… and it’s Not in the First World.
Revolution is no easy task. It involves a massive upheaval that nearly, or does bring the county to a standstill. The ruling class must have its collective backs entirely against the wall with nowhere to go but down in a bloody rage. First Worldists don’t seem to think this is necessary, they don’t seem to know what a revolution is. One doesn’t have to look far beyond the hype behind Bernie Sanders to get my point. Too many First Worldists think that revolution is right around the corner because of Black Lives Matter riots over police killings. Too many jumped up during the Great Recession claiming that a revolutionary situation was upon us. At any moment we were about to be bombarded by spontaneous class consciousness. Of course that turned out not to be the case, the ruling class was able to pull the economy out of a nose dive and bail themselves out.
So what does it really take to have a revolution according to someone who has already done it? Let us turn to V.I. Lenin.
“To the Marxist it is indisputable that a revolution is impossible without a revolutionary situation; furthermore, it is not every revolutionary situation that leads to revolution. What, generally speaking, are the symptoms of a revolutionary situation? We shall certainly not be mistaken if we indicate the following three major symptoms:
“(1) when it is impossible for the ruling classes to maintain their rule without any change; when there is a crisis, in one form or another, among the “upper classes”, a crisis in the policy of the ruling class, leading to a fissure through which the discontent and indignation of the oppressed classes burst forth. For a revolution to take place, it is usually insufficient for “the lower classes not to want” to live in the old way; it is also necessary that “the upper classes should be unable” to live in the old way;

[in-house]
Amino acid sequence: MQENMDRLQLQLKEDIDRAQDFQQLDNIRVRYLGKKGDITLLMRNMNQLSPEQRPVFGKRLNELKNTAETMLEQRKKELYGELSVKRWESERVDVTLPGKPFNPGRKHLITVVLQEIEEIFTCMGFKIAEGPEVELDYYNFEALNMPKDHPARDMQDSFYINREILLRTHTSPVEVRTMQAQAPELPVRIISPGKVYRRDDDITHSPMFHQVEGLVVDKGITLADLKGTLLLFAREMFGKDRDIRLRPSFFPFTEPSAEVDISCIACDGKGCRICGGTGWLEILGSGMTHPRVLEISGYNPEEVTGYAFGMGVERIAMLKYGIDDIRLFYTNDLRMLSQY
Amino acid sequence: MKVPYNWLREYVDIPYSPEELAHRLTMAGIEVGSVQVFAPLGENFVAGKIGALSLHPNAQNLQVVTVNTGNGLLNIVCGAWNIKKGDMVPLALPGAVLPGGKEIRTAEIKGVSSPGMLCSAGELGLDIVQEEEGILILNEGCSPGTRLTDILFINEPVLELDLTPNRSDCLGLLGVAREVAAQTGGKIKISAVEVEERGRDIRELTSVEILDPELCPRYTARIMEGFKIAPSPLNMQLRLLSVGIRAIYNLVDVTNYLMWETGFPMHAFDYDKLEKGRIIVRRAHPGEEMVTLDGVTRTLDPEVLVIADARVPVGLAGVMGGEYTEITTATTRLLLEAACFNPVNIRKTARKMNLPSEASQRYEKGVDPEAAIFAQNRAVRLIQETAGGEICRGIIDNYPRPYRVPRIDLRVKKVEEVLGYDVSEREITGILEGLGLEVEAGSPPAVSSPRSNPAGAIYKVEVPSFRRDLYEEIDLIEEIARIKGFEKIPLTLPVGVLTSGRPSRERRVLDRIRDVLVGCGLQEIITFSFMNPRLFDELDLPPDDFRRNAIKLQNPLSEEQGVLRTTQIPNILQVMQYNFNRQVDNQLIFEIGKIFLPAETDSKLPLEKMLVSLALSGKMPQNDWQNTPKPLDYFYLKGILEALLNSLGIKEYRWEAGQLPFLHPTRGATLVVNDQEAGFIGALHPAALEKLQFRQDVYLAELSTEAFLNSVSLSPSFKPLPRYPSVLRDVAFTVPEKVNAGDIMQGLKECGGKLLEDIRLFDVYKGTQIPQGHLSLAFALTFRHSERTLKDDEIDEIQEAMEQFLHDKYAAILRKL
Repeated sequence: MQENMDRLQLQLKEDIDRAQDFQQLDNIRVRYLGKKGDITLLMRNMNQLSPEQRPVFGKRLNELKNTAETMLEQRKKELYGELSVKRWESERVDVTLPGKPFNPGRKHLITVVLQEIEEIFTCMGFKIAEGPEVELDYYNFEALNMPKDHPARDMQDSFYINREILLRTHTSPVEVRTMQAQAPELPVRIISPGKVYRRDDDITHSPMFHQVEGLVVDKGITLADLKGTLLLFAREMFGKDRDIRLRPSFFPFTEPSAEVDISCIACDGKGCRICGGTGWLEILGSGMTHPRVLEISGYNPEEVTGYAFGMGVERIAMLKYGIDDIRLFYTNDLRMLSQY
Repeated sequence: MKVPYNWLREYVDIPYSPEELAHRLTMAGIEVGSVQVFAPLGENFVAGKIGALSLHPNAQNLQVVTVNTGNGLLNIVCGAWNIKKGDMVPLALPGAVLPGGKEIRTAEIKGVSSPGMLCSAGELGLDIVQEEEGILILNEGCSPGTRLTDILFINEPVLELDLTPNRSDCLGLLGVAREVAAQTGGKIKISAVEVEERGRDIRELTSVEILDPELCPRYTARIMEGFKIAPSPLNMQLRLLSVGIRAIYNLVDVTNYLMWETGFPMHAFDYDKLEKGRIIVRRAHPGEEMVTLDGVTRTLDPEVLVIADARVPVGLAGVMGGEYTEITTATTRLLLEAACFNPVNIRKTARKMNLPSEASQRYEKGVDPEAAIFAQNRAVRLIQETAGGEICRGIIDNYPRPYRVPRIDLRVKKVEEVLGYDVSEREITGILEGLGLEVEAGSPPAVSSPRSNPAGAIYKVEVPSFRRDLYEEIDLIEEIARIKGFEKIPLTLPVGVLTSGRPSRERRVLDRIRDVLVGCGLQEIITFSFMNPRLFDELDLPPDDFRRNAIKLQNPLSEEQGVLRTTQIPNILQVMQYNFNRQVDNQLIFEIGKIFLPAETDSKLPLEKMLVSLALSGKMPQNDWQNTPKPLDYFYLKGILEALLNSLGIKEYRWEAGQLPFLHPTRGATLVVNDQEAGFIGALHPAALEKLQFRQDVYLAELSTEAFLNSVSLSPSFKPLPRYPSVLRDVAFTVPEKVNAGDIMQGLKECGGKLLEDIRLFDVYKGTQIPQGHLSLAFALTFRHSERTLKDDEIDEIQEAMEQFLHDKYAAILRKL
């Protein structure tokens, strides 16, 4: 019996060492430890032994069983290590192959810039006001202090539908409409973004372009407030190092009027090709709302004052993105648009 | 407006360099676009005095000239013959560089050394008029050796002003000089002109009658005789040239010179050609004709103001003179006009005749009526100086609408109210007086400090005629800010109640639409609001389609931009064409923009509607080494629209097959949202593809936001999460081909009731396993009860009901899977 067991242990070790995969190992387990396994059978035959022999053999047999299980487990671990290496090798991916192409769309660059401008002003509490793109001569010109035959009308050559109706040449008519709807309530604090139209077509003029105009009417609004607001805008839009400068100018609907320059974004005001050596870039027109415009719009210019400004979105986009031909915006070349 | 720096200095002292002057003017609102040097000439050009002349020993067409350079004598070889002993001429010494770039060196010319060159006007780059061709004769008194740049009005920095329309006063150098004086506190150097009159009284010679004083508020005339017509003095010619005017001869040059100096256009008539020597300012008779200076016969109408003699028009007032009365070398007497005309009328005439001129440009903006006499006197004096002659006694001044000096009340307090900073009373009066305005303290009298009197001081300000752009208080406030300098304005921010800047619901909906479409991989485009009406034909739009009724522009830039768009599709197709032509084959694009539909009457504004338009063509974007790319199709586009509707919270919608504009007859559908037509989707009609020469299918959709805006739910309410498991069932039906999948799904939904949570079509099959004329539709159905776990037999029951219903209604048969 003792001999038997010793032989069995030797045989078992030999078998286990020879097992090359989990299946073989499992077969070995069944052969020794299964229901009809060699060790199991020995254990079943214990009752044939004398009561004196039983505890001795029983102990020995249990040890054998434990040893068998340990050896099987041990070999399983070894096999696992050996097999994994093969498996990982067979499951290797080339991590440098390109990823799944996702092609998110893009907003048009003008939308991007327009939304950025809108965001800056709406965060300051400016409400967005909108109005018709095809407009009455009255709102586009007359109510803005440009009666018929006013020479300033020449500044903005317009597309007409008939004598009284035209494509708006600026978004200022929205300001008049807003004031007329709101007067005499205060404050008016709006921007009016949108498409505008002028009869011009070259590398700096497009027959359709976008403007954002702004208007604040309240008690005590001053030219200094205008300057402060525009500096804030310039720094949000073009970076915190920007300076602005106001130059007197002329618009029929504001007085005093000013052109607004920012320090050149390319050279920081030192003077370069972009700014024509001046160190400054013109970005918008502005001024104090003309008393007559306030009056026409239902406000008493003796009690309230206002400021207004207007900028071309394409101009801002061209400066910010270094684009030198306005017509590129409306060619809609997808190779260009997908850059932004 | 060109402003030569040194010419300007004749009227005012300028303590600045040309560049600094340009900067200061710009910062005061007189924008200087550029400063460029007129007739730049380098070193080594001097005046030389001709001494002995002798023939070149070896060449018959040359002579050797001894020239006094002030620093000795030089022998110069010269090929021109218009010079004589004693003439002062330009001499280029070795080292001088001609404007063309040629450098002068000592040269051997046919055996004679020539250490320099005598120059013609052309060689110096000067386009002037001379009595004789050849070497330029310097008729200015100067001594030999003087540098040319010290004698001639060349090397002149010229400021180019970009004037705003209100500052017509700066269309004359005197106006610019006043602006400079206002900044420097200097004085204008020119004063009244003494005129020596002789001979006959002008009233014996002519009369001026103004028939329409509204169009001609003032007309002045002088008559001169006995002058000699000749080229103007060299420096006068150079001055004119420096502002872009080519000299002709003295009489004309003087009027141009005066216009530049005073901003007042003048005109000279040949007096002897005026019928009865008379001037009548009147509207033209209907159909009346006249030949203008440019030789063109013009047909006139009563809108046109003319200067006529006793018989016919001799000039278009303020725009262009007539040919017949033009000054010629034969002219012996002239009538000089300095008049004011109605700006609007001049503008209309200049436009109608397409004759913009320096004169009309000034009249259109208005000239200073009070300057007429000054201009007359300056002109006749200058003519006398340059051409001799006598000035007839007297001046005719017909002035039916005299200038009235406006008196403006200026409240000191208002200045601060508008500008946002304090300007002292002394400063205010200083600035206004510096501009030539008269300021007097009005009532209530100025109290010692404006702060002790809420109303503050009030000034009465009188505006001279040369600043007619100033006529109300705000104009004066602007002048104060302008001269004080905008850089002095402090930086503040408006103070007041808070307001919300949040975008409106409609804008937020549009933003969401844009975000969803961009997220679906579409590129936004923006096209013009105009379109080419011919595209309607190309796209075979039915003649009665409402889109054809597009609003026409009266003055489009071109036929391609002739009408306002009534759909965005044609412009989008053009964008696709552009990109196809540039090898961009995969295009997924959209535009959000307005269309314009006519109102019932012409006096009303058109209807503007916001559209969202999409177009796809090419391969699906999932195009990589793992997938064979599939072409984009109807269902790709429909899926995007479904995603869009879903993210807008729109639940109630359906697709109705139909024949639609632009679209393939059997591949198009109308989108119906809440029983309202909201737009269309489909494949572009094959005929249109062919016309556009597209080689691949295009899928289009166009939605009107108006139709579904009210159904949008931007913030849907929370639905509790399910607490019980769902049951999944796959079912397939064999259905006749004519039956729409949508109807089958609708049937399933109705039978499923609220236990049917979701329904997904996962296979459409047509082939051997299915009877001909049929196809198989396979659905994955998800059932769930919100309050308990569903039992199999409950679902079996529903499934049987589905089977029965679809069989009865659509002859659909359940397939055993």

“(2) when the suffering and want of the oppressed classes have grown more acute than usual;
“(3) when, as a consequence of the above causes, there is a considerable increase in the activity of the masses, who uncomplainingly allow themselves to be robbed in “peace time”, but, in turbulent times, are drawn both by all the circumstances of the crisis and by the “upper classes” themselves into independent historical action.”[i]
In the history of America there has never been a class revolutionary situation. Some First Worldists have pointed to the American Revolution which was in fact a bourgeois revolution. We’re talking about a time when the social antagonisms between the classes in society have reached an acute point where they threaten to break into a destruction of the existing order. This is far removed from what many First Worldists have claimed. In one semi-historical instance some First Worldists claimed the L.A. Riots were a potentially a revolutionary situation. Such a claim is rather bold to make as the riots were a response to police brutality against African-Americans. It should go without saying that the vast majority of White people in America were supportive and defensive of the police brutality carried out against Rodney King and other Black people. That riot was an expression of an antagonism between the White and Black population exploding into violence. If you think this is a moment of possible class revolution or even consciousness, I question what you think a revolution is.